The susceptibility of younger audiences, particularly those impressionable minds must be considered.

5.0 - Menacing Content
5.1 Content that causes annoyance, threatens harm or evil, encourages or incites crime, or leads to public disorder is considered menacing and is prohibited.
5.2 Hate propaganda, which advocates or promotes genocide or hatred against an identifiable group, must not be portrayed. Such material is considered menacing in nature and is not permitted.
5.3 Information which may be a threat to national security or public health and safety, is also not to be presented.
  i) Making available instructions and guidance on bomb-making, illegal drug production or counterfeit products;
  ii) Disseminating false information with regards to outbreak of racial disturbances in a specific part of the country;
  iii) Circulating information and statements with regards to possible terrorist attacks;
  iv) Circulating or making available information with regards to the outbreak of a deadly or contagious diseases.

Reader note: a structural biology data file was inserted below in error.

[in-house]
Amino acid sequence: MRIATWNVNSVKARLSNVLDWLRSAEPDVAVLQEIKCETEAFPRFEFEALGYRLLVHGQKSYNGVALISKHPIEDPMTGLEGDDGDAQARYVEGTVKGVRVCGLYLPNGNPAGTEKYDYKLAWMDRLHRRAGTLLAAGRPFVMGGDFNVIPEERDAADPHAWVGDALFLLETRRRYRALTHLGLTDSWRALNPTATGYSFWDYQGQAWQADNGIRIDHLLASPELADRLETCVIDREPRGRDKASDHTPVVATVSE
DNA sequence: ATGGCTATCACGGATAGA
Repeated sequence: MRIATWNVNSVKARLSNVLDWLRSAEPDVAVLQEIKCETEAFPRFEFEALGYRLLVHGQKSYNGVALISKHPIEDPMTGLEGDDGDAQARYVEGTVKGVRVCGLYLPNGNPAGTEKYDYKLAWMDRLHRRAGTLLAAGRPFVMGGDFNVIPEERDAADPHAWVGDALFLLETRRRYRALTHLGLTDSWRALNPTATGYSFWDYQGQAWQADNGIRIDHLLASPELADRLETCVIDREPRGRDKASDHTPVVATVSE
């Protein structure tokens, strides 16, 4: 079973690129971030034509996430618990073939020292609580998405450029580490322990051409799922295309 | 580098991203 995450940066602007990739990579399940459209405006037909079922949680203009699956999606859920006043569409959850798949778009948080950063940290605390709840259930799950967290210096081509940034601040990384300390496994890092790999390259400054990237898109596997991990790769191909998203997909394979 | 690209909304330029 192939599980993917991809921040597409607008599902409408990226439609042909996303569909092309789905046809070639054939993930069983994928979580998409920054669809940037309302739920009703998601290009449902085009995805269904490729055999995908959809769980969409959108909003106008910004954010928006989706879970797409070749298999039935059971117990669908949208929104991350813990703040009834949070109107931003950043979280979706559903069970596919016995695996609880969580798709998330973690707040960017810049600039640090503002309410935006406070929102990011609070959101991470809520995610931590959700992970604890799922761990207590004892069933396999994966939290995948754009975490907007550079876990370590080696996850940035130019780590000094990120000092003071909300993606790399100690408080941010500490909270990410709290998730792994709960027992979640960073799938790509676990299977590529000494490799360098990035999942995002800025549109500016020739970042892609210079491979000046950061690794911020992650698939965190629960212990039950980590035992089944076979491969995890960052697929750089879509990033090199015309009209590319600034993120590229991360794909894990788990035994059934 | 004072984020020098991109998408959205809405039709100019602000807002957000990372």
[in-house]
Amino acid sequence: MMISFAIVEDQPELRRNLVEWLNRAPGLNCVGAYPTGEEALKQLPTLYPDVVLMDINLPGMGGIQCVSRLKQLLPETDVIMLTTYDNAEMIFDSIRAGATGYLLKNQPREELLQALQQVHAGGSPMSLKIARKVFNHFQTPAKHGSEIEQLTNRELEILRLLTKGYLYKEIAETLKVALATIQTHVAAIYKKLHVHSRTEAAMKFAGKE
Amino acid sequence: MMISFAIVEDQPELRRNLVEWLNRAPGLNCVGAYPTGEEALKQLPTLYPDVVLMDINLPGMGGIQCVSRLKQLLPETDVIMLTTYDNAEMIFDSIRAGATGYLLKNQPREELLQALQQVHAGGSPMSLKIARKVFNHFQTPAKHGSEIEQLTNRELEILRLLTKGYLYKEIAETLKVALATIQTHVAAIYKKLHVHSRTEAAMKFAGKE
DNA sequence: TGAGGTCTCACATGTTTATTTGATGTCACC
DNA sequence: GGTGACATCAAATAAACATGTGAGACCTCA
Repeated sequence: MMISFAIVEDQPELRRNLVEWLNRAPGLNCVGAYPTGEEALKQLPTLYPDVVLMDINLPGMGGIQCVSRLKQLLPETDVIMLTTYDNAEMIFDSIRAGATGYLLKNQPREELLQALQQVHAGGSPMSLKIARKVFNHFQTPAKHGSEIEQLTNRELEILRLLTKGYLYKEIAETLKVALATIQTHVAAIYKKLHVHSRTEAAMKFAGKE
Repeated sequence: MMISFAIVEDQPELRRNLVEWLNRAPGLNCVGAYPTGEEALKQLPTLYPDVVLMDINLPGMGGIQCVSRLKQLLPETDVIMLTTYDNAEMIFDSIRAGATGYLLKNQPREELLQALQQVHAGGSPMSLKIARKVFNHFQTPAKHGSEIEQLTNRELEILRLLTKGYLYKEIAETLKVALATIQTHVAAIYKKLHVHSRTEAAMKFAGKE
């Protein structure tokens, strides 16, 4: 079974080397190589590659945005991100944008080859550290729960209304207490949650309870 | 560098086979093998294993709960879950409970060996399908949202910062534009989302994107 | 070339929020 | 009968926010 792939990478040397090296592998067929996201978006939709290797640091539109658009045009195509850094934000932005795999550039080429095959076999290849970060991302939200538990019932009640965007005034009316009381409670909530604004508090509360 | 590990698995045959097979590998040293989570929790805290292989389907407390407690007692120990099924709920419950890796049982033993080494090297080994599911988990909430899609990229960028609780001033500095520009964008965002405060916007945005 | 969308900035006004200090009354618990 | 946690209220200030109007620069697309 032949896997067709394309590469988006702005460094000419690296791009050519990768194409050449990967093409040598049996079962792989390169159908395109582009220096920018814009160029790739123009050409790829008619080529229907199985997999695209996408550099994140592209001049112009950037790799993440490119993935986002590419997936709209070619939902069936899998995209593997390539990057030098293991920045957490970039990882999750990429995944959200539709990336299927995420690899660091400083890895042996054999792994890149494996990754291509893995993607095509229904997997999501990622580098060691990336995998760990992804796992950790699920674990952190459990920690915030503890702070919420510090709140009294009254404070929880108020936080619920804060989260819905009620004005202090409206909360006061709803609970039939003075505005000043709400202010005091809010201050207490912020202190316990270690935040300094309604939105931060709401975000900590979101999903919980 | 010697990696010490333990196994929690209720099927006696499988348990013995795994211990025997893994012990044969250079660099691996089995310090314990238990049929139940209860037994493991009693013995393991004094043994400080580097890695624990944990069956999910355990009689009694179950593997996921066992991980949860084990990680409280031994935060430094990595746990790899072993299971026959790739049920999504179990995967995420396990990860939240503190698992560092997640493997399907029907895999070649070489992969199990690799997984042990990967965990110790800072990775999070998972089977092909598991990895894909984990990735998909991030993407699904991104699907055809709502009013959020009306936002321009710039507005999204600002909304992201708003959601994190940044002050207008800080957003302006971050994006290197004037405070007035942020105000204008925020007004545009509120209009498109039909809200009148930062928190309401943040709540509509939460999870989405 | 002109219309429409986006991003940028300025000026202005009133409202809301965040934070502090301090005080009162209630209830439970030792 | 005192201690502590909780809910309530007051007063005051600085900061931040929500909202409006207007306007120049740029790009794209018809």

6.0 - Bad Language
6.1 Bad language, including expletives and profanity is offensive to many people. The use of crude words and derogatory terms is most likely to cause offence and especially if the language is contrary to audience expectation. Bad language includes the following:
  i. Offensive Language

The use of disparaging or abusive words which is calculated to offend an individual or a group of persons is not permitted.

  ii) Crude References

Words, in any language commonly used in Malaysia, which are considered obscene or profane are prohibited including crude references to sexual intercourse and sexual organs. It is, however, permissible to use such words in the context of their ordinary meaning and not when intended as crude language.

  iii) Hate Speech

Hate speech refers to any portrayal (words, speech or pictures, etc.), which denigrates, defames, or otherwise devalues a person or group on the basis of race, ethnicity, religion, nationality, gender, sexual orientation, or disability and is prohibited. In particular:


Descriptions of any of these groups or their members involving the use of strong language, crude language, explicit sexual references or obscene gestures, are considered hate speech.